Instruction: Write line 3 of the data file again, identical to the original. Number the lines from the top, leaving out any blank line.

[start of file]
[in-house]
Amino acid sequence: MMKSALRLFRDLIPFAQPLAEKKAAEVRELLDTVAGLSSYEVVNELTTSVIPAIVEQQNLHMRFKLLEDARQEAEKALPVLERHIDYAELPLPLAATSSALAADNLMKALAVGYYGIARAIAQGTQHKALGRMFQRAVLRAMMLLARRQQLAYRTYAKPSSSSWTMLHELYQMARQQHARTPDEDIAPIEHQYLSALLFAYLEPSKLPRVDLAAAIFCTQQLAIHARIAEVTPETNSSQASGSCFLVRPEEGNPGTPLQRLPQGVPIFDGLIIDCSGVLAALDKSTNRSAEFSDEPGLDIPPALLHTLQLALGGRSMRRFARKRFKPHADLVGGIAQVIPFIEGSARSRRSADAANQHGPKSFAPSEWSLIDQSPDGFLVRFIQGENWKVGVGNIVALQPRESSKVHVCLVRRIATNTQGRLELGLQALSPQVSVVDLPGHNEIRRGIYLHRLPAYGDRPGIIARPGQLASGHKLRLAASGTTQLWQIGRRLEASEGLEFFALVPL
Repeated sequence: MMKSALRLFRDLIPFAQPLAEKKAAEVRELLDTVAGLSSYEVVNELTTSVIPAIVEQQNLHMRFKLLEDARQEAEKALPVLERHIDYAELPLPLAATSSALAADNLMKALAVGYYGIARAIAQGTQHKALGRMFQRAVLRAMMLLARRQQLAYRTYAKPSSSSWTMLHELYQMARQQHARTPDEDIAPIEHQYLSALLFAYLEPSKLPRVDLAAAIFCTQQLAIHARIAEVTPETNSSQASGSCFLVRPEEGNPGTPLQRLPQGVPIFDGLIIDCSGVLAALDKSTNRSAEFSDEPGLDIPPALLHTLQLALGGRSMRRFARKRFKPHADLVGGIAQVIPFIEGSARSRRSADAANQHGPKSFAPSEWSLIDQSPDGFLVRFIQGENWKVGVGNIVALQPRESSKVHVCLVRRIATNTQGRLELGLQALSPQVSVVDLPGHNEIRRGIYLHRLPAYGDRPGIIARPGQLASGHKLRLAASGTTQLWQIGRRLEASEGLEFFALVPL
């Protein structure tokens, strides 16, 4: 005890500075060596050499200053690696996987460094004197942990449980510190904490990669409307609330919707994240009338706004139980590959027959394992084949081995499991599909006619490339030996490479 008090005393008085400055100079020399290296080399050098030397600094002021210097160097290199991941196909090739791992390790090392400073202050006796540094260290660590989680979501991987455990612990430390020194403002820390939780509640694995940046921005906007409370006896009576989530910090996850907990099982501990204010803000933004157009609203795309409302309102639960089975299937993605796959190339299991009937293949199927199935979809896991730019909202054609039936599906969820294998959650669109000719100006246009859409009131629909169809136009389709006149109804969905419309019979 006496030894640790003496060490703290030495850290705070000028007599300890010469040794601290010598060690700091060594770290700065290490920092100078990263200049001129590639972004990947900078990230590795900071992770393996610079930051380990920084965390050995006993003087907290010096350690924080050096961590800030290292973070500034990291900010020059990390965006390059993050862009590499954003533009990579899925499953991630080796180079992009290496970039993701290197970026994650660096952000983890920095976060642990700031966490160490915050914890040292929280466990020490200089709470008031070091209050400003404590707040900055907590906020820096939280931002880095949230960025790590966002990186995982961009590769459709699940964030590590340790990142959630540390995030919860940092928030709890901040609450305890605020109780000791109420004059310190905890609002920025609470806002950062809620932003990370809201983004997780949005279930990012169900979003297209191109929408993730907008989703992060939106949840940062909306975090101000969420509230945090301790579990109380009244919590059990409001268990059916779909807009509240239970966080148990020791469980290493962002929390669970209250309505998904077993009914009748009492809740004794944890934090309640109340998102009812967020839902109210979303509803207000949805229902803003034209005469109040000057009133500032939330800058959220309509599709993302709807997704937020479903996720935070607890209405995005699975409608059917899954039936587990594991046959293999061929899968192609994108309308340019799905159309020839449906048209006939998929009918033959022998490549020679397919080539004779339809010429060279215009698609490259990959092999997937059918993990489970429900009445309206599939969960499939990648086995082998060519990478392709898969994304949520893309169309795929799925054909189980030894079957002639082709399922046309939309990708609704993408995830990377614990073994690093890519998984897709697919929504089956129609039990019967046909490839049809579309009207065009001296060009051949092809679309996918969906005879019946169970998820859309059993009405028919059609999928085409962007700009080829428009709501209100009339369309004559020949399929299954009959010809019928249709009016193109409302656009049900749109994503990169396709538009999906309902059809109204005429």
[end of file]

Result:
Repeated sequence: MMKSALRLFRDLIPFAQPLAEKKAAEVRELLDTVAGLSSYEVVNELTTSVIPAIVEQQNLHMRFKLLEDARQEAEKALPVLERHIDYAELPLPLAATSSALAADNLMKALAVGYYGIARAIAQGTQHKALGRMFQRAVLRAMMLLARRQQLAYRTYAKPSSSSWTMLHELYQMARQQHARTPDEDIAPIEHQYLSALLFAYLEPSKLPRVDLAAAIFCTQQLAIHARIAEVTPETNSSQASGSCFLVRPEEGNPGTPLQRLPQGVPIFDGLIIDCSGVLAALDKSTNRSAEFSDEPGLDIPPALLHTLQLALGGRSMRRFARKRFKPHADLVGGIAQVIPFIEGSARSRRSADAANQHGPKSFAPSEWSLIDQSPDGFLVRFIQGENWKVGVGNIVALQPRESSKVHVCLVRRIATNTQGRLELGLQALSPQVSVVDLPGHNEIRRGIYLHRLPAYGDRPGIIARPGQLASGHKLRLAASGTTQLWQIGRRLEASEGLEFFALVPL